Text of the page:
Zarif says Iran is concerned about ‘suspicious acts of sabotage’ in region

May 14, 2019

TEHRAN – Foreign Minister Mohammad Javad Zarif says Iran had already predicted that some would carry out measures to heighten regional tensions and had voiced concerns about dangerous measures taken by U.S. hardliners.

Zarif made the remarks after a meeting with his Indian counterpart Sushma Swaraj in New Delhi on Tuesday, Mehr reported.

His comments came after four commercial ships were targeted in a “sabotage attack” off the United Arab Emirates (UAE) on Sunday.

The incident reportedly took place near Fujairah port, just outside the Strait of Hormuz, but caused no casualties. Saudi Arabia confirmed that two Saudi oil tankers sustained “significant damage”.

Iran is concerned about the “suspicious acts of sabotage and vandalism” which are occurring in the region, Zarif asserted.

Zarif says Iran had already predicted tensions in the region.

He pointed out that during the meeting with his Indian counterpart, the two sides discussed the dangerous policies pushed by hardliners inside the United States.

Elsewhere in his remark, the Iranian foreign minister called for closer ties between the two countries, saying India has coordinated and cooperated with Iran in different areas.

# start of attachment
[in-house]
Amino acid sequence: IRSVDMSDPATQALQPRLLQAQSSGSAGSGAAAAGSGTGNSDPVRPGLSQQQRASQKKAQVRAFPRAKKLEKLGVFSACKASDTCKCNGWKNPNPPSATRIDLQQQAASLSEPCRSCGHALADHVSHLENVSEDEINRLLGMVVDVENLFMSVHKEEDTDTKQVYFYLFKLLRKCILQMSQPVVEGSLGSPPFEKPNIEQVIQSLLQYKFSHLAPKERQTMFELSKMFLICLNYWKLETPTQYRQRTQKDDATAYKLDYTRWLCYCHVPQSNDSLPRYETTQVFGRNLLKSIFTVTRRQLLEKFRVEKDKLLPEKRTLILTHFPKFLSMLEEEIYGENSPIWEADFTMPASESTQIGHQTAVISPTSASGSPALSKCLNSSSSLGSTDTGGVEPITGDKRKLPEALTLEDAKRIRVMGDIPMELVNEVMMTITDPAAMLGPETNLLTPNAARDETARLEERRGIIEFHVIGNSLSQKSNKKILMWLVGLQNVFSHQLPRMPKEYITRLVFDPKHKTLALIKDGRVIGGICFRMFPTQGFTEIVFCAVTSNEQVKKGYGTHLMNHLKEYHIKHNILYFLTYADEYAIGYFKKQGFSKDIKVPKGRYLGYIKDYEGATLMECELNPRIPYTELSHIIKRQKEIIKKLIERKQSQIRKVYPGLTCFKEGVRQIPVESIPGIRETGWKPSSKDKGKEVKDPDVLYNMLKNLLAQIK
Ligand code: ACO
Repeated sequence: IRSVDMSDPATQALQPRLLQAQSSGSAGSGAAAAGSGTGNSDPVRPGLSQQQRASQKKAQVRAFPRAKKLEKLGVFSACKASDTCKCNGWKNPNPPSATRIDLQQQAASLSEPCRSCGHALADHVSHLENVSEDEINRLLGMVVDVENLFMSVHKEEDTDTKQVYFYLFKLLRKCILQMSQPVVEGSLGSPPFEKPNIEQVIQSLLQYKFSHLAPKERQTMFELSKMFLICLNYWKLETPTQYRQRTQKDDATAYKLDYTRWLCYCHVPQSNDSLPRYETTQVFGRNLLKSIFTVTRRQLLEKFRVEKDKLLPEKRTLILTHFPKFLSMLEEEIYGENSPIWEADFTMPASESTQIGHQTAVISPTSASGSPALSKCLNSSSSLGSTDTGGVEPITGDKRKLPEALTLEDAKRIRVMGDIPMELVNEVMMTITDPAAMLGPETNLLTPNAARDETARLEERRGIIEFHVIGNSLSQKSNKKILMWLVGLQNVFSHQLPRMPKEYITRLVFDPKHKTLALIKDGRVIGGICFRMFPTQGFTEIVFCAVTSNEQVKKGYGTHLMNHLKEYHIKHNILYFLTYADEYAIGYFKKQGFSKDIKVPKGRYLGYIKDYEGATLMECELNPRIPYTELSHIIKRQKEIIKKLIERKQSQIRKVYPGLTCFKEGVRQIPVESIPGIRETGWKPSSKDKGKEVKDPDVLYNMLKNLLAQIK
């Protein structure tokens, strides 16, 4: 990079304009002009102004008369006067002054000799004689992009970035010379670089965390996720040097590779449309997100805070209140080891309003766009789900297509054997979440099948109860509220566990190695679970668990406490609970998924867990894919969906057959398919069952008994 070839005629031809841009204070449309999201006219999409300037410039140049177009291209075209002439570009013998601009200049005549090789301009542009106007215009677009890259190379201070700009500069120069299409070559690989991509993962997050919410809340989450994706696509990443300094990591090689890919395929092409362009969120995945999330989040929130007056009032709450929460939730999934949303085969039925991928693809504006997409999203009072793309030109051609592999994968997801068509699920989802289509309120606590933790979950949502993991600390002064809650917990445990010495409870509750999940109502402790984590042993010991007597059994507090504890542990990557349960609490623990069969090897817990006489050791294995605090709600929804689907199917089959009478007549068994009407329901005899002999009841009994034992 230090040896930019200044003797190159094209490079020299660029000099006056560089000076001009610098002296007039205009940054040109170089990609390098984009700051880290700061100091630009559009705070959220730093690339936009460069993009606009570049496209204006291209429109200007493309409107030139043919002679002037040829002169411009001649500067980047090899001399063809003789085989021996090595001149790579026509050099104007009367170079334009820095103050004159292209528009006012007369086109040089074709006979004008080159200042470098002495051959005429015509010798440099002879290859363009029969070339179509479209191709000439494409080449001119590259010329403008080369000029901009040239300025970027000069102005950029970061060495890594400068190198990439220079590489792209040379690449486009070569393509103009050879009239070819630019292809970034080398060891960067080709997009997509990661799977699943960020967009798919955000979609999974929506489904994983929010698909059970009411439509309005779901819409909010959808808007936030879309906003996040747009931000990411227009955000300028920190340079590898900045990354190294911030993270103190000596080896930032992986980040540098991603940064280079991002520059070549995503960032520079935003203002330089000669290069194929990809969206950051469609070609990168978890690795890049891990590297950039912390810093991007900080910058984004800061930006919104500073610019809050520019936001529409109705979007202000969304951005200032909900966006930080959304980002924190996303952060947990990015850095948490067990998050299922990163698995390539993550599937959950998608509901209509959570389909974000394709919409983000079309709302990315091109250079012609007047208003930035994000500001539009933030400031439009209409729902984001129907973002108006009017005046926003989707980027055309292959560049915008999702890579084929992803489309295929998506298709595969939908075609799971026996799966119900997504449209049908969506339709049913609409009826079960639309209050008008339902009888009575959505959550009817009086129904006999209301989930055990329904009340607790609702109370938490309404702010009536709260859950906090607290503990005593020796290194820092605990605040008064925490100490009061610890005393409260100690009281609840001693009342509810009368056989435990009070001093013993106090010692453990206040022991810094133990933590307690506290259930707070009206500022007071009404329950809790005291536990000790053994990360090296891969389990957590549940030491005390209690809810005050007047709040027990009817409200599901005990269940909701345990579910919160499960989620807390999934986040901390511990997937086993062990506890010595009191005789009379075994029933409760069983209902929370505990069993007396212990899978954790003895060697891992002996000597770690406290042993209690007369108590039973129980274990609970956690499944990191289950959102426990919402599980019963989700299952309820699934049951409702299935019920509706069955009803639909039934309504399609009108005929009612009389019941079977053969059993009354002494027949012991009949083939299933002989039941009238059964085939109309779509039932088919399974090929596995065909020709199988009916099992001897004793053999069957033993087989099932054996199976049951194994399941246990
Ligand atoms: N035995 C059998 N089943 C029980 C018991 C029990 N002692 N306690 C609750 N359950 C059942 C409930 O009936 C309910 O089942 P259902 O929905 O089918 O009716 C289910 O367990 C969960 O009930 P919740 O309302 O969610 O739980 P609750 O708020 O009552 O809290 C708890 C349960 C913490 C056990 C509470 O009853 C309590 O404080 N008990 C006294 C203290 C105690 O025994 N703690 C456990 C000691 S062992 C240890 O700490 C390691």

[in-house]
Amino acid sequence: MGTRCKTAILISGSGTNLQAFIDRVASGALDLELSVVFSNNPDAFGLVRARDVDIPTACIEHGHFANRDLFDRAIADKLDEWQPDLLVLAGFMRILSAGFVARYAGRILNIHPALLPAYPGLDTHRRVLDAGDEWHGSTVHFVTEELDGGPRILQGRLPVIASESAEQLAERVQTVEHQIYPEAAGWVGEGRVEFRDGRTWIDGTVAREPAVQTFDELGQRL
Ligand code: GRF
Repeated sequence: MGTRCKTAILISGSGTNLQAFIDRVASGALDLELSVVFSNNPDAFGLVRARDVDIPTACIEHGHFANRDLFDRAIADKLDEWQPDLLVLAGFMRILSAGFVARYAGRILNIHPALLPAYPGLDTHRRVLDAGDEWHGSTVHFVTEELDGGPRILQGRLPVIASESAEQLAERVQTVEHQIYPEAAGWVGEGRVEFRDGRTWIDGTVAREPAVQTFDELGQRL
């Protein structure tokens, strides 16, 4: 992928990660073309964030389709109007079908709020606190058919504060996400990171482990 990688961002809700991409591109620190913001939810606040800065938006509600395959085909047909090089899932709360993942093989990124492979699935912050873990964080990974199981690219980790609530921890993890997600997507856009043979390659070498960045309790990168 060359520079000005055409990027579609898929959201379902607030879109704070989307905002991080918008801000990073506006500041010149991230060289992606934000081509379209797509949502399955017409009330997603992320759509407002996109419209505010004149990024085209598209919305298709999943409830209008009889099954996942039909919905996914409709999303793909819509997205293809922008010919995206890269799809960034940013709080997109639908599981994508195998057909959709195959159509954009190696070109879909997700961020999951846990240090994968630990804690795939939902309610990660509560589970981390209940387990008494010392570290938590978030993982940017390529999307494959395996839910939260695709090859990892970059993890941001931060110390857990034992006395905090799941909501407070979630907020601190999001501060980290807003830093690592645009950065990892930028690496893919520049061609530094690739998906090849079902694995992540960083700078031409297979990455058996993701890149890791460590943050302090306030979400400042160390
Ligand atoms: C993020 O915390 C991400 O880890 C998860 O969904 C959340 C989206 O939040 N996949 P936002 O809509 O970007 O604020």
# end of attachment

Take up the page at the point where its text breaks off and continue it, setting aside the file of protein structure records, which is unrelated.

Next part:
He described the talks “constructive and promising”, saying the two sides talked about a host of issues, including the mutual economic ties.

The meeting focused on a number of issues, including the 2015 nuclear deal, also known as the Joint Comprehensive Plan of Action (JCPOA), and Iran’s recent move to revisit some of its obligations to the international pact, Zarif recalled.

He noted that in line with the policies to clarify the Islamic Republic’s approach toward the nuclear deal for its close partners, the Indian side was briefed about the latest JCPOA developments and Iran’s strategic decisions to preserve the pact.

Last week, Iran announced that it would stop implementing some of its commitments to the JCPOA in response to the U.S. withdrawal from the nuclear deal, giving the other remaining parties to the deal a 60-day ultimatum to comply with their commitments.

Zarif said he had emphasized during the meeting that should Iran’s demands be met, Tehran will resume complying with the suspended commitments.

The top diplomat stressed that Iran has no intention to leave the JCPOA, and its decision on reducing commitments is still within the framework of the agreement.

Zarif added that the two sides also discussed the ways to boost economic ties between Iran and India, including the future of the Chabahar port project, and the continuation of energy cooperation.

India, which is the second biggest buyer of Iranian oil after China, was pushed by the U.S. to restrict its monthly purchase to 300,000 barrel per day, down from 452,000 barrel per day bought in the financial year 2017-18, according to sources.

MH/PA

Leave a Comment

1 + 1 =